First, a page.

False Resumes are on the Rise: Top 5 Best Practices to Avoid a Costly Bad Hire

May 22, 2019
False Resumes Top 5 Best Practices

Identifying Falsified Resumes

Have you ever seen a resume that looks too good to be true? Or how about a resume that is an exact match for the job description down to the smallest details. The person is hired, only to find out 6 months down the road they do not have the experience necessary to fulfill the job requirements.

With the bomb-shell indictment of over 50 individuals in the recent college admissions scandal, we decided to take a closer look at how job candidates may falsify or exaggerate their education, experience, achievements or skills while applying for employment.  In the 2002 biographical movie, ‘Catch Me If You Can’, the main character relies on confidence scams to falsify, bluff and lie his way into top paying jobs such as a lawyer and doctor.  While Hollywood put their spin on the movie, the base facts did take place, and numerous people were misled, defrauded, and lied to about the character’s experience.  Like the movie, job candidates may enlist the help of others to assist in their resume, and interview misrepresentations.  From fake degrees obtained from diploma mills to fraudulent credentials purchased on the Dark Web.  In the college admissions scandal, it has been reported that millions of dollars exchanged hands between parents, the ringleader of the fraud, coaches, school administrators and college exam officials to falsify college applications, entrance exam scores and academic achievements to guarantee their child admission to a university.

As a business owner, what can you do if a candidate purposely falsifies their experience?

Prior to hiring a candidate, reference checks, background checks, thorough interview processes, and knowledge testing are crucial and equally important.  You are not only protecting your business assets, you are also protecting your employees, customers, workplace and business reputation.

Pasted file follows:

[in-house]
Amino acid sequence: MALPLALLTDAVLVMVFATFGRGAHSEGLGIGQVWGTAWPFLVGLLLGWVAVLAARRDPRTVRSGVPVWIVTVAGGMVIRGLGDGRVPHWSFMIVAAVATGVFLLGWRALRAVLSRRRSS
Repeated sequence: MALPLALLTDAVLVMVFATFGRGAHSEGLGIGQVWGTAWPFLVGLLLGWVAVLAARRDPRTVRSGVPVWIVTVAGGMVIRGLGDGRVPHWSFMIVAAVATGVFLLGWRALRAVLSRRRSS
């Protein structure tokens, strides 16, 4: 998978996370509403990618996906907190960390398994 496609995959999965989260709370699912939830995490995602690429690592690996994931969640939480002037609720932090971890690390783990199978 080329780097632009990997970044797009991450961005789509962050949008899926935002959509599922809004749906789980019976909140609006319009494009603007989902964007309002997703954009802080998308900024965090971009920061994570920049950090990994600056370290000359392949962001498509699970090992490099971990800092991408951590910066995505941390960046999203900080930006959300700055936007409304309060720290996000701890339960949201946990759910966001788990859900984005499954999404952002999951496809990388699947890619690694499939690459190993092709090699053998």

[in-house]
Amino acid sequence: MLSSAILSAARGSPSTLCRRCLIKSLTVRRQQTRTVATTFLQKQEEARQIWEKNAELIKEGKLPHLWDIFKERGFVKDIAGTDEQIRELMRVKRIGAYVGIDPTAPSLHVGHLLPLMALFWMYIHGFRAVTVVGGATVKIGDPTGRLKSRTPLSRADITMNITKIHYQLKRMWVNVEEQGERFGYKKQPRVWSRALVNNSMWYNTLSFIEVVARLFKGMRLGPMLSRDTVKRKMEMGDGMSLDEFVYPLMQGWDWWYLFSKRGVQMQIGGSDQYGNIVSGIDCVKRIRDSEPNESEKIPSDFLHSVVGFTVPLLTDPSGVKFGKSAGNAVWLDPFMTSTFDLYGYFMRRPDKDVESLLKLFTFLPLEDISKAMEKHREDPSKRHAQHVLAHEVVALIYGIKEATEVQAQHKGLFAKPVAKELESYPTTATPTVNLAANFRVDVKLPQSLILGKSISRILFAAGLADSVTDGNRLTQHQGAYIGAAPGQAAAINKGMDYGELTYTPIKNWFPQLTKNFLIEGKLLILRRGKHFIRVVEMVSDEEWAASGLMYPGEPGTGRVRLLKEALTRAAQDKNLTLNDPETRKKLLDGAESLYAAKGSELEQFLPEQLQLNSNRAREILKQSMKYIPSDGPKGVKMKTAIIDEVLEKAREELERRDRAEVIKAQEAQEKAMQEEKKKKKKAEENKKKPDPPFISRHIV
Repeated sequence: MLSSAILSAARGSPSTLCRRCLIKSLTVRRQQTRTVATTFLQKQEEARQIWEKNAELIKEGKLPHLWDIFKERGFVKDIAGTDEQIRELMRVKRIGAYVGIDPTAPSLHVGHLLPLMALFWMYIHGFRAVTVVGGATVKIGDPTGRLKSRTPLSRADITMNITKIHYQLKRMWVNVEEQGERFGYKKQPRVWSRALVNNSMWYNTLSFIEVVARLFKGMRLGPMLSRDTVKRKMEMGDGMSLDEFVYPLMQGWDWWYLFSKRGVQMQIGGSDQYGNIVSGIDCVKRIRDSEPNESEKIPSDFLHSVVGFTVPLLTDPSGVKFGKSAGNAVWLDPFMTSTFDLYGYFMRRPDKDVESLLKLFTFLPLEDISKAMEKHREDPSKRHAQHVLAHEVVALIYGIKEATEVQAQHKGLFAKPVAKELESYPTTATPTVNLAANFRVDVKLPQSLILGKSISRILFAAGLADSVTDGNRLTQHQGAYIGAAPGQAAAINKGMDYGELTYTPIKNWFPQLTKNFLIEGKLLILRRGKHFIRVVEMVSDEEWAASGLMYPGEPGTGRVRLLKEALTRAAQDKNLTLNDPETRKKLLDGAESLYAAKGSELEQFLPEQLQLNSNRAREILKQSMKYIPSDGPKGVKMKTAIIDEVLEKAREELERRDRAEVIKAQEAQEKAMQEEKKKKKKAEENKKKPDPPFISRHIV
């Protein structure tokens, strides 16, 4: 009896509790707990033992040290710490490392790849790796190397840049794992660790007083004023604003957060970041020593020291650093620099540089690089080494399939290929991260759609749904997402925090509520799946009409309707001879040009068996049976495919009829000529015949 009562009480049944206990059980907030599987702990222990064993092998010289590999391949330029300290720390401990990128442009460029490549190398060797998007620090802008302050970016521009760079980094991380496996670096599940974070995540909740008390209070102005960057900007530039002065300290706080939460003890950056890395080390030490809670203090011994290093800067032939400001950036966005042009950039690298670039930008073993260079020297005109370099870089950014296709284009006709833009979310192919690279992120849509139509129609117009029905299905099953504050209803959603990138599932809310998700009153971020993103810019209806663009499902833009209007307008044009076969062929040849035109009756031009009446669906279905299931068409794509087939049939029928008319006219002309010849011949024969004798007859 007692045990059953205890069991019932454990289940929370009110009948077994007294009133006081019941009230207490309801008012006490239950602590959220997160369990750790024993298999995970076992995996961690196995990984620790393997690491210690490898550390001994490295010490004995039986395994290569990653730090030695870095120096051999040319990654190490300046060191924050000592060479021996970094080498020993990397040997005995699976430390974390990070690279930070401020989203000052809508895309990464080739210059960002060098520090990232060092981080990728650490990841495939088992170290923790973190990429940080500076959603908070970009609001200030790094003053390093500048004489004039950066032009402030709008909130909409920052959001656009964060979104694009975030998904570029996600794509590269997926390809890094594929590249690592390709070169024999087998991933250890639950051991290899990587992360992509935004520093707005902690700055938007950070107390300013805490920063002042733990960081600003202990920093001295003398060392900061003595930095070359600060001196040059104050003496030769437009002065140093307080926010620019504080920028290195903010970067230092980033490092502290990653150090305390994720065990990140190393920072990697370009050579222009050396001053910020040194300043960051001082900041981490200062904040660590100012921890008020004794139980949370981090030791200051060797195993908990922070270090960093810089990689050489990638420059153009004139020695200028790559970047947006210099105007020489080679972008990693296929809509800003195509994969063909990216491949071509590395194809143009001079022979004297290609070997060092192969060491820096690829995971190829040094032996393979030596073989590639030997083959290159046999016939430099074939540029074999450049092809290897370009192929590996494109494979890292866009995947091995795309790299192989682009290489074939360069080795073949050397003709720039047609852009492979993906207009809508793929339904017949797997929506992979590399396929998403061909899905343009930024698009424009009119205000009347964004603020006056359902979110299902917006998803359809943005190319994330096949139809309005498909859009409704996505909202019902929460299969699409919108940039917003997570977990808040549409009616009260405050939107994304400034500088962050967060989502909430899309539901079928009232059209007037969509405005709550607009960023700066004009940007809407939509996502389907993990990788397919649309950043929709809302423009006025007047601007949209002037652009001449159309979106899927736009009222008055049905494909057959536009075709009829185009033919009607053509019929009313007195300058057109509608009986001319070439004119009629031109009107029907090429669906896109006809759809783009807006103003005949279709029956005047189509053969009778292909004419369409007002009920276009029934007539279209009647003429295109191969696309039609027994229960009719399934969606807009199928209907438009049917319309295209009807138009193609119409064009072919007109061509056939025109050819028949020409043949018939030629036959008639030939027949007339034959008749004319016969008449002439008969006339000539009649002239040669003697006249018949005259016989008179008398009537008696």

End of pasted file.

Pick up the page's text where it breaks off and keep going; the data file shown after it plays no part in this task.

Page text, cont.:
1. Reference Checks
    Reference check allow you to verify the candidate’s previous employment, length of service, reason for leaving, duties, knowledge and skillset and inquire as to their character and workstyle to ensure they are a good fit.  When contacting references, we recommend doing an internet search or visiting the company’s website for the phone number.  Why?  In a famous episode of Seinfeld, George Costanza tells the unemployment office he is in negotiations for a sales position with Vandelay Industries.  She requests the telephone number, so she can follow-up with the company to confirm George’s story.  The number he provided was Jerry’s number where he instructed him to answer his phone Vandelay Industries.  Although this was a funny episode, this happens.  Individuals will provide a friend’s number or will hire someone to pretend to be a former employer and give them a glowing review.

  2. Background Checks
    Background checks might identify criminal history, misrepresentations of work history, and false education (i.e. school attended, type of degree, professional certifications).  Depending on the type of background check, they might include motor vehicle records and credit history.  Note, there are several laws[1] (Federal, state and common law) which apply to the practice of background checks to protect individuals against discrimination (race, gender, national origin, religion, disability, genetic information/family medical history and age) which must be adhered to.[2]